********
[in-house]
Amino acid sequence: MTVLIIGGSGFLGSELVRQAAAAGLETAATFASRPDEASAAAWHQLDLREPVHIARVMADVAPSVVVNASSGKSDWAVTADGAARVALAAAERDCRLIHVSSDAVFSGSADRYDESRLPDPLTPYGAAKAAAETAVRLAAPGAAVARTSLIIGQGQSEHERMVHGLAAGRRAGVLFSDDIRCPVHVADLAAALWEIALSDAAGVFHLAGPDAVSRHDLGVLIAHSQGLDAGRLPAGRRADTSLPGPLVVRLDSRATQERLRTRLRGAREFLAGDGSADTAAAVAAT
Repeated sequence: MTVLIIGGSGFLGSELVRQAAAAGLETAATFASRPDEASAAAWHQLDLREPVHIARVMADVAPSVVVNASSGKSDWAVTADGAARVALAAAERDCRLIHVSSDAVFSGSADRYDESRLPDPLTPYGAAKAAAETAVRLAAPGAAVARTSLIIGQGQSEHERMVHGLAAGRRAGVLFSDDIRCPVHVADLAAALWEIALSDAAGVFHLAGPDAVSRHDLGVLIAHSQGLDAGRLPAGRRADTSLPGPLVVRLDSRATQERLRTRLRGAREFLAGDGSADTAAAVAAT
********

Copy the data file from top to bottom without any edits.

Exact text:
[in-house]
Amino acid sequence: MTVLIIGGSGFLGSELVRQAAAAGLETAATFASRPDEASAAAWHQLDLREPVHIARVMADVAPSVVVNASSGKSDWAVTADGAARVALAAAERDCRLIHVSSDAVFSGSADRYDESRLPDPLTPYGAAKAAAETAVRLAAPGAAVARTSLIIGQGQSEHERMVHGLAAGRRAGVLFSDDIRCPVHVADLAAALWEIALSDAAGVFHLAGPDAVSRHDLGVLIAHSQGLDAGRLPAGRRADTSLPGPLVVRLDSRATQERLRTRLRGAREFLAGDGSADTAAAVAAT
Repeated sequence: MTVLIIGGSGFLGSELVRQAAAAGLETAATFASRPDEASAAAWHQLDLREPVHIARVMADVAPSVVVNASSGKSDWAVTADGAARVALAAAERDCRLIHVSSDAVFSGSADRYDESRLPDPLTPYGAAKAAAETAVRLAAPGAAVARTSLIIGQGQSEHERMVHGLAAGRRAGVLFSDDIRCPVHVADLAAALWEIALSDAAGVFHLAGPDAVSRHDLGVLIAHSQGLDAGRLPAGRRADTSLPGPLVVRLDSRATQERLRTRLRGAREFLAGDGSADTAAAVAAT